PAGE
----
Two Kansas Counties, Two Vastly Different Health Outcomes
When it comes to standard measures of health, Kansas is a laggard. Whether we’re talking about obesity rates, incidence of diabetes, acute or chronic diseases, or childhood mortality, the Sunflower State typically ranks in the bottom half of state health rankings – and in recent years it’s been sinking even lower.
That’s bad enough. But there are vast disparities within the state itself. Averages only give a rough-and-ready sense of the state’s overall health picture; dig deeper – down to the county level – and you’ll find that some counties actually perform quite well while others perform poorly.
Nowhere is that more apparent than in two counties that sit cheek by jowl, both in metropolitan Kansas City: Johnson and Wyandotte counties.
State-by-state county health rankings released Wednesday by the Robert Wood Johnson Foundation and the University of Wisconsin Population Health Institute rate Wyandotte County 94th in health outcomes out of 101 counties in the state (four counties weren’t ranked). Johnson County weighed in at No. 2, behind Riley County.
And Wyandotte fared even worse in the rankings’ “health factors” – behaviors such as diet and exercise, tobacco use, sexual activity, and alcohol and drug use, as well as access to and quality of health care, social and economic factors, and the physical environment. The county finished dead last among the 101 ranked counties. Johnson County was ranked No. 1.
Take health behaviors, for example. Here are the figures for Wyandotte County:
And here are the comparable figures for Johnson County:
(Percentages are for the adult population; teen births are per 1,000 female population ages 15-19.)
The two counties’ relative rankings have remained essentially unchanged over the years: Johnson at or near the top, Wyandotte – along with the state’s southeastern counties – at or near the bottom.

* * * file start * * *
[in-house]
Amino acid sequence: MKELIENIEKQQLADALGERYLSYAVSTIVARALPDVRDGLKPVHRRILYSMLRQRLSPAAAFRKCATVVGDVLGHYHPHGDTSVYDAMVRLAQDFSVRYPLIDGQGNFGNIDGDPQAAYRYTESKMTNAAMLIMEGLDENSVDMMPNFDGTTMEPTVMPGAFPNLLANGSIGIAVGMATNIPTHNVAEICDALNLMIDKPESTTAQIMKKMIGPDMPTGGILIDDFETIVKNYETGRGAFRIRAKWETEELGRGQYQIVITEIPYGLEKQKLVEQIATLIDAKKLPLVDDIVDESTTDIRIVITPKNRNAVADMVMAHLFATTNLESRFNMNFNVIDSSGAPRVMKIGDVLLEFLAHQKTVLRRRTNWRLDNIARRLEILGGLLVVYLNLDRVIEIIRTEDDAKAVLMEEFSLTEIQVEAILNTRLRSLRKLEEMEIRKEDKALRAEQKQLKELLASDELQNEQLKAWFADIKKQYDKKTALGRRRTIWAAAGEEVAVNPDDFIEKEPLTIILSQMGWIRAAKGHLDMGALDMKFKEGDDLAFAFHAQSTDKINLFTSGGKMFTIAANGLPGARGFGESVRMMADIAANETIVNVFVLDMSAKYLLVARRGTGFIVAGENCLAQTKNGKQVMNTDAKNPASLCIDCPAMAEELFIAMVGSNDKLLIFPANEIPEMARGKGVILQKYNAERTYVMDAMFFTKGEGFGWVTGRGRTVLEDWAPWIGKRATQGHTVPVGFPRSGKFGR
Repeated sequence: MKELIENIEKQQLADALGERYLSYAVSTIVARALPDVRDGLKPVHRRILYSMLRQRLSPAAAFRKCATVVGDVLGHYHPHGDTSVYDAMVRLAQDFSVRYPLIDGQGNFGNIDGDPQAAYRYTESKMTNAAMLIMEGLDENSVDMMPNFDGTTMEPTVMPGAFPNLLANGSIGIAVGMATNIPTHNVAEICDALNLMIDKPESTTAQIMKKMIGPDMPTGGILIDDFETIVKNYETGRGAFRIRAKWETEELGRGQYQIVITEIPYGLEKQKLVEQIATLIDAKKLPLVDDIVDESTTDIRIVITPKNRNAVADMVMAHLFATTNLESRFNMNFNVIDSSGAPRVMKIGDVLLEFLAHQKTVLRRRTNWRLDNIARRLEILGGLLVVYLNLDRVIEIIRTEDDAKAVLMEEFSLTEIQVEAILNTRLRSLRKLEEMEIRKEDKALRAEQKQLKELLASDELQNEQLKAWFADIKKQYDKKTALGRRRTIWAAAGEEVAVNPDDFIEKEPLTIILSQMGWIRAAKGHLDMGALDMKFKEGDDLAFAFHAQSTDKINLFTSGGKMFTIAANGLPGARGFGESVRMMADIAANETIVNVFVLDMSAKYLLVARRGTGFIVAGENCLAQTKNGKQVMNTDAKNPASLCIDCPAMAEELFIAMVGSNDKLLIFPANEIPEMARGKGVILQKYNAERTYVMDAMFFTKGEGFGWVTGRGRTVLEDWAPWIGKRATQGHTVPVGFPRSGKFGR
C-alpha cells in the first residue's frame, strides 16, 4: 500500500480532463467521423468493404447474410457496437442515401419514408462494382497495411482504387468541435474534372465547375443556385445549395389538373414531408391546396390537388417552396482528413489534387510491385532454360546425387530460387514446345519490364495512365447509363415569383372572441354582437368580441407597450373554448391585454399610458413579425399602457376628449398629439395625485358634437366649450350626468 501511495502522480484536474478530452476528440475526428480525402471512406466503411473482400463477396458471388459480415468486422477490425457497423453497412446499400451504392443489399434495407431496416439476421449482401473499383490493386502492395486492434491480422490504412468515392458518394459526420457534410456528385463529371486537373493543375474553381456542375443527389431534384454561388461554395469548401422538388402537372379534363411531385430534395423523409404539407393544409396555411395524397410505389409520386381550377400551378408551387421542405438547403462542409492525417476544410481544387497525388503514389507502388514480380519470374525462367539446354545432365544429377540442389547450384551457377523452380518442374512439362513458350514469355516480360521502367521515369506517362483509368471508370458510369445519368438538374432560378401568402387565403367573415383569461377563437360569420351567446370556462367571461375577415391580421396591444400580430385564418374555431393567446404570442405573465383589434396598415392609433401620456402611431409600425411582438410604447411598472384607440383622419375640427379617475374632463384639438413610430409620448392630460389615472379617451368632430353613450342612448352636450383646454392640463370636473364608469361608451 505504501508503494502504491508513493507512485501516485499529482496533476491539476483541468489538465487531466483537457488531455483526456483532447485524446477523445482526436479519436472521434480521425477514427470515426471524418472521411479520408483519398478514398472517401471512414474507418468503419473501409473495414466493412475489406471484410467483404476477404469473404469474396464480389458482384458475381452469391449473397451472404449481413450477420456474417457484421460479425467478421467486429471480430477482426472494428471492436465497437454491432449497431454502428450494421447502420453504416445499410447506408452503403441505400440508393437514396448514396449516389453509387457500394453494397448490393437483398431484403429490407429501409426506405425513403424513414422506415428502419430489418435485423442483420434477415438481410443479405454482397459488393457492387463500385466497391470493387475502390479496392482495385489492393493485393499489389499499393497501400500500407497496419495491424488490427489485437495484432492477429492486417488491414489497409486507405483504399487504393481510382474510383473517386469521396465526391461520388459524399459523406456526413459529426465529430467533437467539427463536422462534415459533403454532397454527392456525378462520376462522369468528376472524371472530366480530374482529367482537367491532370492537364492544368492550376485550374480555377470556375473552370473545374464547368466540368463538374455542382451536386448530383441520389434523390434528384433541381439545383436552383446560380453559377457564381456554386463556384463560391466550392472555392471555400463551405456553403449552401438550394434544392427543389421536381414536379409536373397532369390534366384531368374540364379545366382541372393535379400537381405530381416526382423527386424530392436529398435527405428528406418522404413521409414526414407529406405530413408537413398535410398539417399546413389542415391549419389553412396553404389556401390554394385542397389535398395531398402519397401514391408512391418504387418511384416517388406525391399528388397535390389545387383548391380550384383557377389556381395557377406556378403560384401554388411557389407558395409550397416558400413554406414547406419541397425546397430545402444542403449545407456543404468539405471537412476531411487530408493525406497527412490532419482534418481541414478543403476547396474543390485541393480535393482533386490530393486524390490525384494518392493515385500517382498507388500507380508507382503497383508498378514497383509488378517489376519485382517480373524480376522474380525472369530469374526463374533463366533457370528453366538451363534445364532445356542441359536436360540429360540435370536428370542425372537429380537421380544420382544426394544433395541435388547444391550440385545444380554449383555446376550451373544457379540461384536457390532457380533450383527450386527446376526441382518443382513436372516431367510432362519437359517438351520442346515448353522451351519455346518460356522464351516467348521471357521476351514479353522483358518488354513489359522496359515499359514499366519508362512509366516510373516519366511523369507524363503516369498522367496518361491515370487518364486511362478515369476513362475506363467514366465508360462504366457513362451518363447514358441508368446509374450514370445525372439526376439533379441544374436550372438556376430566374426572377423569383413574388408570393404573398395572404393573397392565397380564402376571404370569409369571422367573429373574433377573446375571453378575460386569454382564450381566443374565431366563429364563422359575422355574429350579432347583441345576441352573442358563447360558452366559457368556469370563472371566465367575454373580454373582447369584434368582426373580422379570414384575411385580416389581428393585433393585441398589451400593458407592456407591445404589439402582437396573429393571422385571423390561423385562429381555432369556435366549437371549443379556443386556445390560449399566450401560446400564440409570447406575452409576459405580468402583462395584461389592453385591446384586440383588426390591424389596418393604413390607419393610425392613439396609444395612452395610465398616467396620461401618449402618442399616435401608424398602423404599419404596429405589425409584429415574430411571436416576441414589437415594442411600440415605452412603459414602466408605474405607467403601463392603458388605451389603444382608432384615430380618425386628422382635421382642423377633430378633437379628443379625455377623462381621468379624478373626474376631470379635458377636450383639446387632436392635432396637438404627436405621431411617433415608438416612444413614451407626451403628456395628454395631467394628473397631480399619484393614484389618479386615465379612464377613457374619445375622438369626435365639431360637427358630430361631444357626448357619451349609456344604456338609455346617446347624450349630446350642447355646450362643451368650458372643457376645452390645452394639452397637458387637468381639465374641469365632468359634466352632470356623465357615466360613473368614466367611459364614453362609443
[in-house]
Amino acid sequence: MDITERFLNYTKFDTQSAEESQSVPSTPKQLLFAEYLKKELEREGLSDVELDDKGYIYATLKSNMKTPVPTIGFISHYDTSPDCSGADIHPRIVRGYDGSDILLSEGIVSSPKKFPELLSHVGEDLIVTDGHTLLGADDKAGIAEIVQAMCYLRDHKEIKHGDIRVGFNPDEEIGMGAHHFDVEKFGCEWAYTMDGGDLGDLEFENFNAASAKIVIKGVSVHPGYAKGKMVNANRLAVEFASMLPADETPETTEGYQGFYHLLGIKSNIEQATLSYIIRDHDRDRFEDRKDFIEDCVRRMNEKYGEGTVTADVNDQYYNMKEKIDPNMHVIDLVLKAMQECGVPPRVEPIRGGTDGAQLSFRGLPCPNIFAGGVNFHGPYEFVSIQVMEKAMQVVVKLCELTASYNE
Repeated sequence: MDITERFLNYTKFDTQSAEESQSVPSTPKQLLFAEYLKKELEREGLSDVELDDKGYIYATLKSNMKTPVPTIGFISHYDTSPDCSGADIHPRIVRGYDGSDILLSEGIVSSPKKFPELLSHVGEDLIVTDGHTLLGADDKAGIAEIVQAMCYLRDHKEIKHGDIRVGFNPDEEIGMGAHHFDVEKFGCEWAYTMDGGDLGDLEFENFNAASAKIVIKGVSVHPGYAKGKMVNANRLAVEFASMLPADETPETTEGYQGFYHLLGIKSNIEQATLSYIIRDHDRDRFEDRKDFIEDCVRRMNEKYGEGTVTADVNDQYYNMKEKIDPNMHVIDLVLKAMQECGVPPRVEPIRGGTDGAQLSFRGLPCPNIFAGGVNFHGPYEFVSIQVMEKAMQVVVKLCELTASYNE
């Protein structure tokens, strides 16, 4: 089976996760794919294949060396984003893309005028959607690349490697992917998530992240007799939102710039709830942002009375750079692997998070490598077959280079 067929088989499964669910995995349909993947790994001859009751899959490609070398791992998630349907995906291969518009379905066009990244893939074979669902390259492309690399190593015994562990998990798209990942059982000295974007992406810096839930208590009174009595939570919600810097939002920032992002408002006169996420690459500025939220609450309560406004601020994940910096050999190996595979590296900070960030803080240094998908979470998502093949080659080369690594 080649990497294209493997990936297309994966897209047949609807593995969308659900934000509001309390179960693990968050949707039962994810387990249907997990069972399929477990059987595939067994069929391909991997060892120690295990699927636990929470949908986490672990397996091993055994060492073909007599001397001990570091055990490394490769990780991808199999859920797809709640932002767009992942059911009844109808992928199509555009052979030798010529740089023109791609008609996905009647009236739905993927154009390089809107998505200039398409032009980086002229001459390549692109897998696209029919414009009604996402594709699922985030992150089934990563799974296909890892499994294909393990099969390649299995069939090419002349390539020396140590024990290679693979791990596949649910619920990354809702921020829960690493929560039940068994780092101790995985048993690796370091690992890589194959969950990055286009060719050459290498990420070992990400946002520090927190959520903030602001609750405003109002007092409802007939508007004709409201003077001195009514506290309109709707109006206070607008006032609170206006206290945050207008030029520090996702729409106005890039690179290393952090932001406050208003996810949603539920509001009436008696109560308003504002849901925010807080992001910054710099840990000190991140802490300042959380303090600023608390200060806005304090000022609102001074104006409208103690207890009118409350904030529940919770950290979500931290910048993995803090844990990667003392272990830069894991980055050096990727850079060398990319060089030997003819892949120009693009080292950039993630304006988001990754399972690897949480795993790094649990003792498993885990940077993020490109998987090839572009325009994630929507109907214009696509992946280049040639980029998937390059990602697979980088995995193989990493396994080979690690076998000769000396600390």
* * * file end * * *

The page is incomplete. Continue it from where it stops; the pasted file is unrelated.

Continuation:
How to account for the health chasm dividing counties that adjoin one another?
Start with the fact that Johnson is the most affluent county in the state, with a median household income of $73,733, according to the 2010 Census. (In fact, out of 3,143 counties in the entire country, Johnson is the 81st richest.)
Wyandotte, on the other hand, is the eighth poorest of Kansas’ 105 counties. Its median household income of $38,503 is about half that of Johnson County.
Those wealth disparities go a long way toward explaining the counties’ health disparities. An immense body of research shows that social determinants – including economic factors – have a much greater impact on health than medical interventions.
“The percent of children living in poverty in Wyandotte County is five times higher than in Johnson County,” says Robert F. St. Peter, a physician and president and CEO of the Kansas Health Institute in Topeka. “If you have children growing up in poverty, we know that that’s correlated to lifelong challenges related to maintaining good health status, healthy behaviors, good educational achievement and good employment opportunities down the road.”
There are any number of reasons why greater wealth correlates with better health. Wealthier people might be better educated and thus better informed about health. It’s possible socioeconomic status is itself a cause of health. And wealthier people tend to have better access to health care. The bottom line: Richer people have higher life expectancies and lower morbidity than poorer people.